I did some volunteer work with a group of first graders and one of our lessons focused on patience. It is endearing when a 6 year old scrunches her nose and asks, “Patience? What is that?” But, I admit I am more likely to throw my hands in the air as I shout, “Patience? What is that?” because there are days when it seems as if people are unable to tolerate anything that doesn’t go according to plan. Like you, I have many inconveniences that cross my path every day. It could be unexpected computer issues, airport delays or unreasonable people. On a recent trip during the height
A few years ago I had a prospective customer tell me that they did not need the services that Tooty provides because they had the best customer service he had ever witnessed. He added in that the customer service department was well-run, sales were up and their customer satisfaction scores were all above average. The conversation reminded me of a scene from the movie Elf where Will Ferrell burst into a coffee shop shouting congratulations because he saw a sign outside that stated, “World’s Best Cup of Coffee”. He took the sign at face value and thought the claim was true.
One of the benefits of my side-by-side coaching with customer service representatives is that I not only get to hear customers share their concerns about their garbage service, but I get to find out whether or not the company has a working process for investigating and solving repeat service issues. The conversation below is based on an actual customer conversation. It is a perfect case study for us to use to talk about the importance of developing your team’s investigative skills to improve customer service. Service issues can’t be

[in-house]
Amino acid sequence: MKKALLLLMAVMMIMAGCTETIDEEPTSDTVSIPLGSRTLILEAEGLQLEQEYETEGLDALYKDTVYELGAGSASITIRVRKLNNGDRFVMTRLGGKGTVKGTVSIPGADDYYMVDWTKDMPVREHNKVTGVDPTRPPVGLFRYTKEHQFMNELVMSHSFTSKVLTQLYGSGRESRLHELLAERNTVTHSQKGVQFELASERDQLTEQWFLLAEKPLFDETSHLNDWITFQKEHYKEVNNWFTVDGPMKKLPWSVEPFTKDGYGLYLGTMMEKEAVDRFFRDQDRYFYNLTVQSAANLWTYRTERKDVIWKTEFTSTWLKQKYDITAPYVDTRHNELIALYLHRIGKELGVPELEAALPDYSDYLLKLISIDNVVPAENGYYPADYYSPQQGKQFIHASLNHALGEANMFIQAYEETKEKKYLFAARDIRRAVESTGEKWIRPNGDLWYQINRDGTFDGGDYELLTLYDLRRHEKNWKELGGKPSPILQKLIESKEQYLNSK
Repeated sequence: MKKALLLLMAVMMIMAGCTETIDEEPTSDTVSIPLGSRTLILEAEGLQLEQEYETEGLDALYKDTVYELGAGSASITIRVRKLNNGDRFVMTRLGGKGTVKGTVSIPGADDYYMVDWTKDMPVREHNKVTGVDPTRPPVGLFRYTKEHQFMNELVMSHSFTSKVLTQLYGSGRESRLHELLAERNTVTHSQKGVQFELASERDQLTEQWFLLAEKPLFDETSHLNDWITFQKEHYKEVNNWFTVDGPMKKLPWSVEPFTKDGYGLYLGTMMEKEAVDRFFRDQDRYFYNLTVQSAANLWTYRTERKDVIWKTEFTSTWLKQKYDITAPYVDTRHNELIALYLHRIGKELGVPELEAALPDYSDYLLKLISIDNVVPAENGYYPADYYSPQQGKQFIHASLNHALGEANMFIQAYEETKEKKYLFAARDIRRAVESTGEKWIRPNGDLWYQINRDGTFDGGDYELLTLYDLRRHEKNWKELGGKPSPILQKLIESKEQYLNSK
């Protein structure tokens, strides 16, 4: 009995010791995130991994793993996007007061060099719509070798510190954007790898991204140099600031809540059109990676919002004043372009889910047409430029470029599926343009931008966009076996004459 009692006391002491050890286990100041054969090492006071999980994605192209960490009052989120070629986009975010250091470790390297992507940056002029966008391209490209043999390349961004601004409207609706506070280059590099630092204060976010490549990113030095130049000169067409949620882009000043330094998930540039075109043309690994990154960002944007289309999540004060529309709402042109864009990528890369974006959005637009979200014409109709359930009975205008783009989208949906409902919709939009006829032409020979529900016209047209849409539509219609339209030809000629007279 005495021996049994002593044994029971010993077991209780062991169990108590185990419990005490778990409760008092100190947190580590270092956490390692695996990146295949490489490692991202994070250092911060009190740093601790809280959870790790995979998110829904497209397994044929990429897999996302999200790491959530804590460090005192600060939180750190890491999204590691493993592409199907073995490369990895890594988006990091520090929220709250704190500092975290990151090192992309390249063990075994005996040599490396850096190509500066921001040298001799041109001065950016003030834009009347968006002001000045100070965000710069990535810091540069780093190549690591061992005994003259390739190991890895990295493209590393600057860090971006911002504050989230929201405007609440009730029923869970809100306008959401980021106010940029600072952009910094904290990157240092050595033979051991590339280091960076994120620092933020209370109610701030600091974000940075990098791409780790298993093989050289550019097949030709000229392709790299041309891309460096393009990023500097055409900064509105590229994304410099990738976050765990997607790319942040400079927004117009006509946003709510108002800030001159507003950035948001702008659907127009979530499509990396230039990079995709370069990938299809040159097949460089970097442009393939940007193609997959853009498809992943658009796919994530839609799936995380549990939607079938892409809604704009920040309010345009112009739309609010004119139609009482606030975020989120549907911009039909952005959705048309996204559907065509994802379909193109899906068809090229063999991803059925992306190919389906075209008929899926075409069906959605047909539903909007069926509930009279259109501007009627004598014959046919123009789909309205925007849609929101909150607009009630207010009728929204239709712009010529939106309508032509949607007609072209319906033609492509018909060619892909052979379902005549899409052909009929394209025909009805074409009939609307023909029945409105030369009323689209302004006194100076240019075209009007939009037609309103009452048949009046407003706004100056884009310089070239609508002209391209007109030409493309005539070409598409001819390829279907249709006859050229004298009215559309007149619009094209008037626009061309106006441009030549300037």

As a company, Tooty has listened to over half a million customer conversations which includes both secret shopper calls and monitored real customer conversations. Regardless of the industry or the office location, CSRs will tell me how different and demanding their customers are in comparison to anyone else. Some describe their customers as mean, long-winded or needy. I recently told a CSR I was hoping she would get some of “those” customers while I was with her, not because I wanted her to be nervous or to be given a hard time but because I wanted to
Five year old Hunter asked me why he couldn’t burp out loud in Chick-fil-A. I tried to keep from laughing as I told him it wasn’t polite. I didn’t know if a 5 year old knew the meaning of polite and I really wanted to make sure he understood that burping out loud was not a good habit for a 5 year old to develop. So I asked him if he knew what it meant if I said he was not polite. He explained to me from his kindergarten perspective that not being polite was the same as not being nice. He understood. In recent training with some millennial CSRs I overheard them using some words in ways